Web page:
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    "I was just at KFC (YUM) eating chicken and looking at stocks, and a beggar came in with outstretched hands. I gave him a chicken wing to eat. He sat down beside me and spouted off some impressive advice about the long-term moving averages of KFC (YUM) and McDonald's (MCD). 'This stock is going to rise,' he predicted.I was shocked. 'You understand that?' I asked him.The beggar replied, 'If I didn’t know that, how would I have gotten where I am today?' "Many jokes like this one are now circulating on Sina Weibo (WB), China's version of Twitter, about the country's notoriously volatile stock markets. Chinese stock markets surged 200 percent over the last year, lost nearly one-third of their value in the last month, and then rebounded strongly in the last few days — leaving investors with a range of emotions including discouragement, suspicion and cautious optimism.The markets have been giving Chinese investors panic attacks all week, with Shanghai falling 5.9 percent on Wednesday before bouncing back up on Thursday and Friday. More than half of all stocks on the markets have been suspended to dampen investor panic.That sentiment was on display on Chinese social media sites. Users of the most popular services — Weibo (WB) and Tencent's WeChat, which is like a souped-up version of the American mobile chatting app WhatsApp — posted some positive comments after government measures boosted the markets on Thursday. However, many people also posted many wry jokes about the market and veiled criticism of the government.China blocks foreign social media sites like Twitter and Facebook (FB) inside its borders, a policy that has allowed its own domestic versions of the services to grow. The government censors posts on social media, but somewhat selectively. One study by researchers at Harvard University in 2013 found that censors typically allow some criticism of the government, instead focusing their efforts on posts that might incite collective actions, like riots, political organization or demonstrations. Another collection of deleted social media posts by the China Media Project shows that censors have recently focused on deleting posts that criticize government officials by name.Information from Freeweibo.com, a site created by an online activist group called GreatFire, shows that censors have been removing posts about the stock market from social media."Has Chinese-style financial crisis arrived?" asked one deleted post. "The Chinese stock market is too dirty," said another censored poster, who was retweeting an article on the differences between the Chinese and American stock markets. "Chinese IPOs need approval, U.S. IPOs do not ... in the long run, the U.S. market is an accelerator for wealth creation, innovation and entrepreneurship, while the Chinese market is the perfect mechanism for interest groups to repeatedly ransack investors' hard-earned money," the article says.The opinions on Chinese social media sites should be taken with a grain of salt — as on any social media site, posters may alter their identities or have hidden motivations. In addition, the Chinese government is widely known to sway public opinion by employing Internet commentators, a group that is popularly dubbed "the fifty cent party," after the payment they reportedly receive per post. But in general, social media still provides an informative window into public opinion in a country where commentary is highly censored.Many of the most popular posts about the stock market were jokes — though some hit a little too close to home to be that funny. For example, this one, which describes the experience of some people who have found stocks to be a more profitable activity than working in China's slowing economy:“When the economy is doing well, the stock market drops. When the economy is doing poorly, the stock market shoots up. It seems like when the economy is doing well, we all go to work and earn money. When the economy is doing poorly, we all gather in the village entrance to gamble,” the post says.Chinese state media, waving the red flagThe market's bull run seems partly to be a product of government intention — the government changed regulations to allow investors to buy stocks with borrowed money and open multiple accounts in the last year. It's also partly a product of bigger economic trends — the property market, where Chinese traditionally store their wealth, slumped in the last year, leaving people eager for other profitable investments. And it's partially a product of mass psychology, with many new investors piling into the market to avoid being left out.A survey last year showed that that two-thirds of Chinese investors haven’t completed high school, and many people still trade on tips and rumors gathered from friends and neighbors. In Shanghai, for example, thousands of people are gathering at street stock market salons from the early afternoon until late in the evening to exchange tips and information, according to domestic media.Since share values began to fall in mid-June, the Chinese government has jumped in repeatedly to rescue the market, cutting interest rates, pausing initial public offerings, and allowing pension funds to invest more in stocks, among other measures. It also used a state-owned company to lend $42 billion to 21 brokerages so they could purchase blue-chip stocks.And the government sent out many rah-rah messages about the stock market through China's state-owned media. State media also reported that the government had launched an investigation into cases of people "maliciously" shorting blue-chip stocks.Not all media in China are state-owned; some are private. But all media companies occasionally receive directives from China's propaganda ministry on what they should and should not publish. The state-owned media companies, including People's Daily, China Daily and Global Times, are viewed as direct mouthpieces of the government.State media played a prominent role in stoking the stock market bubble in the first place. As David Wertime of Foreign Policy notes, Xinhua (XHFNF) published eight articles on the stock market in a space of three days in early September, and in March, People’s Daily issued a three-article series, “A Share Volatility [Is Part of] a Slow Bull; [Index] Expected to Challenge 4,000.”Directing the stock market may seem like an odd role for official media, but Barry Naughton, a professor of international relations at the University of California at San Diego, explains that it is a product of state media's desire to support the administration of Xi Jinping, the president of China and the secretary of the Communist Party."Chinese official publications definitely applauded the run-up to the stock market, and they were allowed to portray it as one of the channels that was contributing to greater wealth and to Xi Jinping’s China Dream," says Naughton, referring to Xi's plan to restore China to its historical wealth and glory.Naughton says Xi's administration has been marked by a deep bifurcation — pursuing some serious economic reforms, while also, at the same time, giving the propaganda and public security apparatus "full license to recreate some of the worst aspects of the Communist Party system.""That was incredibly irresponsible. It fueled the bubble at the worst time," he says. "And it meant that the regime was on the hook: When things started to correct, there was a sense among the political leaders that this is really bad, not just for the pure economic reasons, but because it presented a challenge to the official narrative of Xi Jinping’s being the face of a new, more successful and more confident China."A few voices at state-run media have been more critical: "Government cannot be market's babysitter," read an opinion piece in the state-run newspaper Global Times on July 4 that concluded "The future of China's stock market lies in further marketization, not a 'policy bull.' "But the majority have cheered the stock market rally on.“The national team is strong and powerful, and the government’s determination to maintain financial stability is firm,” said another commentary piece in Global Times entitled, “The national team will certainly win”:“Pessimism about the future is uncalled for,” cautioned another piece from the state-run Xinhua News Agency. "After rain and storms, rainbows appear," said an editorial by the People's Daily. On Friday, following a recovery in the market, China's Securities Times, the official paper of the securities regulator, carried reports from five major brokers claiming that the big stock market panic is over and that markets are set to rebound.Some Chinese responded on social media by calling on each other to keep buying stocks to save the market and the economy.But others seemed much more concerned about their life savings.The country "robbed 10 yuan from you and then returned 5. In the end you still said, 'I firmly believe in the country.' I can only laugh hollowly," one social media user said. "Investing in this market is like gambling in Macao," said another, referring to the city in China where gambling is legal.Others criticized the market through quips and jokes.“A person walks into a bookstore and says to the seller: “I want to buy a book with no killers, but a lot of bloodshed; with no love, but much regret; with no spies, but constant paranoia,” one joke goes.The bookseller says, “We just have the Chinese stock market.”Gu Jinglu in Beijing contributed to this article.






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    "I was just at KFC (YUM) eating chicken and looking at stocks, and a beggar came in with outstretched hands. I gave him a chicken wing to eat. He sat down beside me and spouted off some impressive advice about the long-term moving averages of KFC (YUM) and McDonald's (MCD). 'This stock is going to rise,' he predicted.I was shocked. 'You understand that?' I asked him.The beggar replied, 'If I didn’t know that, how would I have gotten where I am today?' "Many jokes like this one are now circulating on Sina Weibo (WB), China's version of Twitter, about the country's notoriously volatile stock markets. Chinese stock markets surged 200 percent over the last year, lost nearly one-third of their value in the last month, and then rebounded strongly in the last few days — leaving investors with a range of emotions including discouragement, suspicion and cautious optimism.The markets have been giving Chinese investors panic attacks all week, with Shanghai falling 5.9 percent on Wednesday before bouncing back up on Thursday and Friday. More than half of all stocks on the markets have been suspended to dampen investor panic.That sentiment was on display on Chinese social media sites. Users of the most popular services — Weibo (WB) and Tencent's WeChat, which is like a souped-up version of the American mobile chatting app WhatsApp — posted some positive comments after government measures boosted the markets on Thursday. However, many people also posted many wry jokes about the market and veiled criticism of the government.China blocks foreign social media sites like Twitter and Facebook (FB) inside its borders, a policy that has allowed its own domestic versions of the services to grow. The government censors posts on social media, but somewhat selectively. One study by researchers at Harvard University in 2013 found that censors typically allow some criticism of the government, instead focusing their efforts on posts that might incite collective actions, like riots, political organization or demonstrations. Another collection of deleted social media posts by the China Media Project shows that censors have recently focused on deleting posts that criticize government officials by name.Information from Freeweibo.com, a site created by an online activist group called GreatFire, shows that censors have been removing posts about the stock market from social media."Has Chinese-style financial crisis arrived?" asked one deleted post. "The Chinese stock market is too dirty," said another censored poster, who was retweeting an article on the differences between the Chinese and American stock markets. "Chinese IPOs need approval, U.S. IPOs do not ... in the long run, the U.S. market is an accelerator for wealth creation, innovation and entrepreneurship, while the Chinese market is the perfect mechanism for interest groups to repeatedly ransack investors' hard-earned money," the article says.The opinions on Chinese social media sites should be taken with a grain of salt — as on any social media site, posters may alter their identities or have hidden motivations. In addition, the Chinese government is widely known to sway public opinion by employing Internet commentators, a group that is popularly dubbed "the fifty cent party," after the payment they reportedly receive per post. But in general, social media still provides an informative window into public opinion in a country where commentary is highly censored.Many of the most popular posts about the stock market were jokes — though some hit a little too close to home to be that funny. For example, this one, which describes the experience of some people who have found stocks to be a more profitable activity than working in China's slowing economy:“When the economy is doing well, the stock market drops. When the economy is doing poorly, the stock market shoots up. It seems like when the economy is doing well, we all go to work and earn money. When the economy is doing poorly, we all gather in the village entrance to gamble,” the post says.Chinese state media, waving the red flagThe market's bull run seems partly to be a product of government intention — the government changed regulations to allow investors to buy stocks with borrowed money and open multiple accounts in the last year. It's also partly a product of bigger economic trends — the property market, where Chinese traditionally store their wealth, slumped in the last year, leaving people eager for other profitable investments. And it's partially a product of mass psychology, with many new investors piling into the market to avoid being left out.A survey last year showed that that two-thirds of Chinese investors haven’t completed high school, and many people still trade on tips and rumors gathered from friends and neighbors. In Shanghai, for example, thousands of people are gathering at street stock market salons from the early afternoon until late in the evening to exchange tips and information, according to domestic media.Since share values began to fall in mid-June, the Chinese government has jumped in repeatedly to rescue the market, cutting interest rates, pausing initial public offerings, and allowing pension funds to invest more in stocks, among other measures. It also used a state-owned company to lend $42 billion to 21 brokerages so they could purchase blue-chip stocks.And the government sent out many rah-rah messages about the stock market through China's state-owned media. State media also reported that the government had launched an investigation into cases of people "maliciously" shorting blue-chip stocks.Not all media in China are state-owned; some are private. But all media companies occasionally receive directives from China's propaganda ministry on what they should and should not publish. The state-owned media companies, including People's Daily, China Daily and Global Times, are viewed as direct mouthpieces of the government.State media played a prominent role in stoking the stock market bubble in the first place. As David Wertime of Foreign Policy notes, Xinhua (XHFNF) published eight articles on the stock market in a space of three days in early September, and in March, People’s Daily issued a three-article series, “A Share Volatility [Is Part of] a Slow Bull; [Index] Expected to Challenge 4,000.”Directing the stock market may seem like an odd role for official media, but Barry Naughton, a professor of international relations at the University of California at San Diego, explains that it is a product of state media's desire to support the administration of Xi Jinping, the president of China and the secretary of the Communist Party."Chinese official publications definitely applauded the run-up to the stock market, and they were allowed to portray it as one of the channels that was contributing to greater wealth and to Xi Jinping’s China Dream," says Naughton, referring to Xi's plan to restore China to its historical wealth and glory.Naughton says Xi's administration has been marked by a deep bifurcation — pursuing some serious economic reforms, while also, at the same time, giving the propaganda and public security apparatus "full license to recreate some of the worst aspects of the Communist Party system.""That was incredibly irresponsible. It fueled the bubble at the worst time," he says. "And it meant that the regime was on the hook: When things started to correct, there was a sense among the political leaders that this is really bad, not just for the pure economic reasons, but because it presented a challenge to the official narrative of Xi Jinping’s being the face of a new, more successful and more confident China."A few voices at state-run media have been more critical: "Government cannot be market's babysitter," read an opinion piece in the state-run newspaper Global Times on July 4 that concluded "The future of China's stock market lies in further marketization, not a 'policy bull.' "But the majority have cheered the stock market rally on.“The national team is strong and powerful, and the government’s determination to maintain financial stability is firm,” said another commentary piece in Global Times entitled, “The national team will certainly win”:“Pessimism about the future is uncalled for,” cautioned another piece from the state-run Xinhua News Agency. "After rain and storms, rainbows appear," said an editorial by the People's Daily. On Friday, following a recovery in the market, China's Securities Times, the official paper of the securities regulator, carried reports from five major brokers claiming that the big stock market panic is over and that markets are set to rebound.Some Chinese responded on social media by calling on each other to keep buying stocks to save the market and the economy.But others seemed much more concerned about their life savings.The country "robbed 10 yuan from you and then returned 5. In the end you still said, 'I firmly believe in the country.' I can only laugh hollowly," one social media user said. "Investing in this market is like gambling in Macao," said another, referring to the city in China where gambling is legal.Others criticized the market through quips and jokes.“A person walks into a bookstore and says to the seller: “I want to buy a book with no killers, but a lot of bloodshed; with no love, but much regret; with no spies, but constant paranoia,” one joke goes.The bookseller says, “We just have the Chinese stock market.”Gu Jinglu in Beijing contributed to this article.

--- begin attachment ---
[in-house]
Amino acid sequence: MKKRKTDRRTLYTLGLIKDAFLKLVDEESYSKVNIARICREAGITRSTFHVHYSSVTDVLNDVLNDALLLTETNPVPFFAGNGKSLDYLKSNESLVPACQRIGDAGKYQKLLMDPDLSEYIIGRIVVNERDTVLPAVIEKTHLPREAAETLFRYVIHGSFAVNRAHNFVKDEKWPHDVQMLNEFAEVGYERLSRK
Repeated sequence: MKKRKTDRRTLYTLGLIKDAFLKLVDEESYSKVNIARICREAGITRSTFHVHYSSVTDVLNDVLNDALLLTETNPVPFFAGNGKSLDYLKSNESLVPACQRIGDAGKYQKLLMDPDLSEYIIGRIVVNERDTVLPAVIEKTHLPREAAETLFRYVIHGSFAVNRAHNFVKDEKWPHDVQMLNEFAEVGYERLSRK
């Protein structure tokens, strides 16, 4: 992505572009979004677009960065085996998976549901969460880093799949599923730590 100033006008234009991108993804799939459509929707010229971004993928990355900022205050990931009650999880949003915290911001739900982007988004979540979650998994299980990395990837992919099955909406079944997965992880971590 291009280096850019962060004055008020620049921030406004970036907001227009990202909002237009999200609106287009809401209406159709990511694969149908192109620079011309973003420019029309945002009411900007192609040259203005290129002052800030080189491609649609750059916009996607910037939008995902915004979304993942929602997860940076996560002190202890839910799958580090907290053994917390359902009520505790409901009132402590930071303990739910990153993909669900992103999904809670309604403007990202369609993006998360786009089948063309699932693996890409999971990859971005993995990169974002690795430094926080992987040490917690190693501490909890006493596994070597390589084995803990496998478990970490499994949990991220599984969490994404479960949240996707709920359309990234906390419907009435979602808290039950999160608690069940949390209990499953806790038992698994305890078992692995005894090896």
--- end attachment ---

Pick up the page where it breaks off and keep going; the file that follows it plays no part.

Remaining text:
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    NEW YORK — Wondering how to get in on the planned Albertsons IPO before it goes public? The New Hyde Park, N.Y. real estate investment trust is part of a consortium led by private equity shop Cerberus Capital Management LP that has been snapping up Albertsons stores for the past decade.

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    NEW YORK — From Facebook  to Fitbit (FIT), many novice investors get excited about the opportunity to invest in companies they know and love. What is an IPO? Private companies looking to expand their business can raise cash quickly by selling stock to the general public. To Invest in an IPO or Not. Before making a trade, find out what you’re buying. Do Your Homework.

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    Mexican construction conglomerate Elementia, part owned by billionaire Carlos Slim, soared as much as 10.5 percent on its Friday debut on the Mexican stock exchange after the shares were priced below the preliminary target range. Early on Friday, Elementia priced its initial public offering at 17 pesos per share, below the 20-25 peso range proposed in a preliminary prospectus last month.

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    Shares of Mexican construction conglomerate Elementia, part-owned by billionaire Carlos Slim, rose more than 7 percent to 18.3 pesos per share in their debut on Mexico's stock exchange in early trading on Friday. The company announced earlier on Friday it had priced its initial public offering at 17 pesos per share, below the range it had originally proposed.